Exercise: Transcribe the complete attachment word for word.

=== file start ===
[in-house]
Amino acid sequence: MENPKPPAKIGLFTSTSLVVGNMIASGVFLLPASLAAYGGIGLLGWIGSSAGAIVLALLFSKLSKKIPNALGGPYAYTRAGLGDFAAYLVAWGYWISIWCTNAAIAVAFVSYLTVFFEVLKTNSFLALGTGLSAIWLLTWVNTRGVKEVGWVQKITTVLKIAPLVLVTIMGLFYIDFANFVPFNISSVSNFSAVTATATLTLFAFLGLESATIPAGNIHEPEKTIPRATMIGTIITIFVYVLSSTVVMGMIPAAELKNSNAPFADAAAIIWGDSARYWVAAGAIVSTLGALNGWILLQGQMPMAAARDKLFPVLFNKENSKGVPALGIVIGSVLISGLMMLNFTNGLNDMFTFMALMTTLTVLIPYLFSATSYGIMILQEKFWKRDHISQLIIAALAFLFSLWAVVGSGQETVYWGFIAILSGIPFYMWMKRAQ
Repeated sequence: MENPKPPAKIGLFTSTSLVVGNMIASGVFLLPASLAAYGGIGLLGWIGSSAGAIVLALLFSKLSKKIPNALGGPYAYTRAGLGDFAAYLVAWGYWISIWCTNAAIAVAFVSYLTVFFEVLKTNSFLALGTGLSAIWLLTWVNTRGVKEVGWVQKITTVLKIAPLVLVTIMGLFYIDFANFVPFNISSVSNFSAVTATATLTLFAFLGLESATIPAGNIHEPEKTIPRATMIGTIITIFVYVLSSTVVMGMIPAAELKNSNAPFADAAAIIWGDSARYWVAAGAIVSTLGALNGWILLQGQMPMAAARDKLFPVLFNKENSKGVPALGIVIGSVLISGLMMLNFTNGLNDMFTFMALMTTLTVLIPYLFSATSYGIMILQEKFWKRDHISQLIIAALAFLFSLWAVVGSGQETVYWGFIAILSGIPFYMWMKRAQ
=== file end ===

[in-house]
Amino acid sequence: MENPKPPAKIGLFTSTSLVVGNMIASGVFLLPASLAAYGGIGLLGWIGSSAGAIVLALLFSKLSKKIPNALGGPYAYTRAGLGDFAAYLVAWGYWISIWCTNAAIAVAFVSYLTVFFEVLKTNSFLALGTGLSAIWLLTWVNTRGVKEVGWVQKITTVLKIAPLVLVTIMGLFYIDFANFVPFNISSVSNFSAVTATATLTLFAFLGLESATIPAGNIHEPEKTIPRATMIGTIITIFVYVLSSTVVMGMIPAAELKNSNAPFADAAAIIWGDSARYWVAAGAIVSTLGALNGWILLQGQMPMAAARDKLFPVLFNKENSKGVPALGIVIGSVLISGLMMLNFTNGLNDMFTFMALMTTLTVLIPYLFSATSYGIMILQEKFWKRDHISQLIIAALAFLFSLWAVVGSGQETVYWGFIAILSGIPFYMWMKRAQ
Repeated sequence: MENPKPPAKIGLFTSTSLVVGNMIASGVFLLPASLAAYGGIGLLGWIGSSAGAIVLALLFSKLSKKIPNALGGPYAYTRAGLGDFAAYLVAWGYWISIWCTNAAIAVAFVSYLTVFFEVLKTNSFLALGTGLSAIWLLTWVNTRGVKEVGWVQKITTVLKIAPLVLVTIMGLFYIDFANFVPFNISSVSNFSAVTATATLTLFAFLGLESATIPAGNIHEPEKTIPRATMIGTIITIFVYVLSSTVVMGMIPAAELKNSNAPFADAAAIIWGDSARYWVAAGAIVSTLGALNGWILLQGQMPMAAARDKLFPVLFNKENSKGVPALGIVIGSVLISGLMMLNFTNGLNDMFTFMALMTTLTVLIPYLFSATSYGIMILQEKFWKRDHISQLIIAALAFLFSLWAVVGSGQETVYWGFIAILSGIPFYMWMKRAQ